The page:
All NSF proposals must include a Data Management Plan. Library & IT staff are available to assist you with this, and as well to offer possible strategies for using Bucknell services for storing and maintaining your data.
For assistance with your data management plans or to answer specific questions about data management services at Bucknell, please contact Carrie Pirmann, Social Sciences Librarian (firstname.lastname@example.org).
Your Data Management Plan should describe how the project will conform to relevant funder policies on disseminating and sharing research results, this typically includes:
- the types of data, samples, physical collections, software, curriculum materials, and other materials that will be produced during the project
- the standards that will be used for the format and content of data and metadata (if existing standards are absent or deemed inadequate, document the situation and propose solutions or remedies)
- policies for access and sharing, including provisions for appropriate protection of privacy, confidentiality, security, intellectual property, or other rights or requirements
- policies and provisions for re-using and re-distributing data, and for producing derivatives
- plans for archiving data, samples, and other research products and for preserving access to them
- if appropriate, include a statement of institutional procedures and capabilities for data storage and maintenance.
Creating a Data Management PlanTopics to cover in a written plan typically include the following:
- description of the project: purpose of the research, organizations and staff involved
- description of data to be collected, method of collection, its nature and format
- The type and quantity of data produced, the audience, the frequency with with data is changed or updated, and the length of time data will be retained all affect your data plan -- and the degree to which University resources or other data services can contribute to the project.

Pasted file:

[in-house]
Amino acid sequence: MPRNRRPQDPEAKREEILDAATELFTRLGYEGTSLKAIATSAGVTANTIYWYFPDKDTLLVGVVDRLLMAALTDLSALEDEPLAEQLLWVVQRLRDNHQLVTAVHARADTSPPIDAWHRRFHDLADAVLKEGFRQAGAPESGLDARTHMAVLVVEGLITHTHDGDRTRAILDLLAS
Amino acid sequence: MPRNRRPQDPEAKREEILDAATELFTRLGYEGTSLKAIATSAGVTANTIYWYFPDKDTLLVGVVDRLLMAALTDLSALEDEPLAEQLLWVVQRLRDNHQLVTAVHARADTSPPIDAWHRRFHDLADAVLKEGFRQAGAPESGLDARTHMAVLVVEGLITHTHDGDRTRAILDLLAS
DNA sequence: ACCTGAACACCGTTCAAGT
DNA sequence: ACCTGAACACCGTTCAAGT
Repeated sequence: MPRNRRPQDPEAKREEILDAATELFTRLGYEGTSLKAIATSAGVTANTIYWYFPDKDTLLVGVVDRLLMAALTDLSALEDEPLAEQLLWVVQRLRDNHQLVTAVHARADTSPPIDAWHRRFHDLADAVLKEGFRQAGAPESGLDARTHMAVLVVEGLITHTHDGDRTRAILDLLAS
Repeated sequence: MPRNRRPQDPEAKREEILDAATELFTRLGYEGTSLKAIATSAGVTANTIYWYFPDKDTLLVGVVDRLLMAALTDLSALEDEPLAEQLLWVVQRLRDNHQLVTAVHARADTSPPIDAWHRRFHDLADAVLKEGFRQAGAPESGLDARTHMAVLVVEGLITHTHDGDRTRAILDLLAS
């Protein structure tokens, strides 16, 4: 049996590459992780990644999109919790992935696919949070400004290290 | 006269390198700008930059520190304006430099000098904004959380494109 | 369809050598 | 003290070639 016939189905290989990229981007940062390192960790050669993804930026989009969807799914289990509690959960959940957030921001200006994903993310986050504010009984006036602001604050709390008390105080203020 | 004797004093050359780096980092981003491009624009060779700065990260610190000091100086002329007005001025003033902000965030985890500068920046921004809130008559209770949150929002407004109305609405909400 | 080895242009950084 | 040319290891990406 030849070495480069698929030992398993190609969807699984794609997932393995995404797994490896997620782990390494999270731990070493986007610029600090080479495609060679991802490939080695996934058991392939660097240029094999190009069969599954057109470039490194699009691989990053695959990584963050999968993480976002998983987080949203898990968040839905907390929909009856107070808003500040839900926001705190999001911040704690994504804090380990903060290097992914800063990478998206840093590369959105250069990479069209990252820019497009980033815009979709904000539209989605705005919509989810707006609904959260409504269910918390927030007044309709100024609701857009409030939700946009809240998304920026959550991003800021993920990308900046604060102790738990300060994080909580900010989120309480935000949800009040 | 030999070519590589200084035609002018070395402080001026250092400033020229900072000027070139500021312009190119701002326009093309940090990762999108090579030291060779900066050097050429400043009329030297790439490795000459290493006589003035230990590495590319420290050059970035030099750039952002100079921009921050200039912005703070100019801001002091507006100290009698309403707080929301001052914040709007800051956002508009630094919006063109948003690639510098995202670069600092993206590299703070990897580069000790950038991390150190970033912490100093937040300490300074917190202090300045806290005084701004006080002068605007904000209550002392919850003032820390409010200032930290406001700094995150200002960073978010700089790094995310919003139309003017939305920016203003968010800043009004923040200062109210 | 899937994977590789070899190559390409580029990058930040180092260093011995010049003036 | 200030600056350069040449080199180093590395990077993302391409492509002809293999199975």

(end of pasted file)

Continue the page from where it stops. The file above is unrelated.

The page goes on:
- name of the persons responsible for data management, during your research project and over time; how you will ensure adherence to the plan over time
- explanation of how data will be documented throughout the research project
- Long-term data usability requires good documentation (also known as metadata). It's important to begin to document your data at the beginning of the research project and continue throughout.
- discussion of data quality issues
- description of your short-term and long-term storage plans, including backup procedures
- In addition, publishing data via a subject-specific repository or journal publisher Web site may be a good long-term storage strategy for some of your data.
- explanation of how you will make the data available for public use and potential secondary uses
- The Internet provides a variety of formal and ad hoc ways to make data available, including posting online via a project or institutional web site, submitting data to a journal publisher, or depositing data in a subject-specific data repository or local institutional repository.
- explanation of your plans to preserve the data and ensure a long-lived format
- File format is a primary factor in one's ability to use data in the future. Certain formats are more likely to be accessible using future software and hardware and more easily migrated to new formats when the need arises.
- description of any arrangements that might be needed to protect participant confidentiality or intellectual property; any other legal or ethical considerations
NSF Data Management and Sharing Frequently Asked Questions
University of Virginia NSF Data Management Template
Ensuring the Integrity, Accessibility, and Stewardship of Research Data in the Digital Age,
-- Committee on Science, Engineering, and Public Policy. (Available via Summit)
Scholar's Copyright Project
CC0 FAQ - CC0 can be used to explicity make your data available for unlimited sharing and reuse.
The UK Data Archive Guide to Informed Consent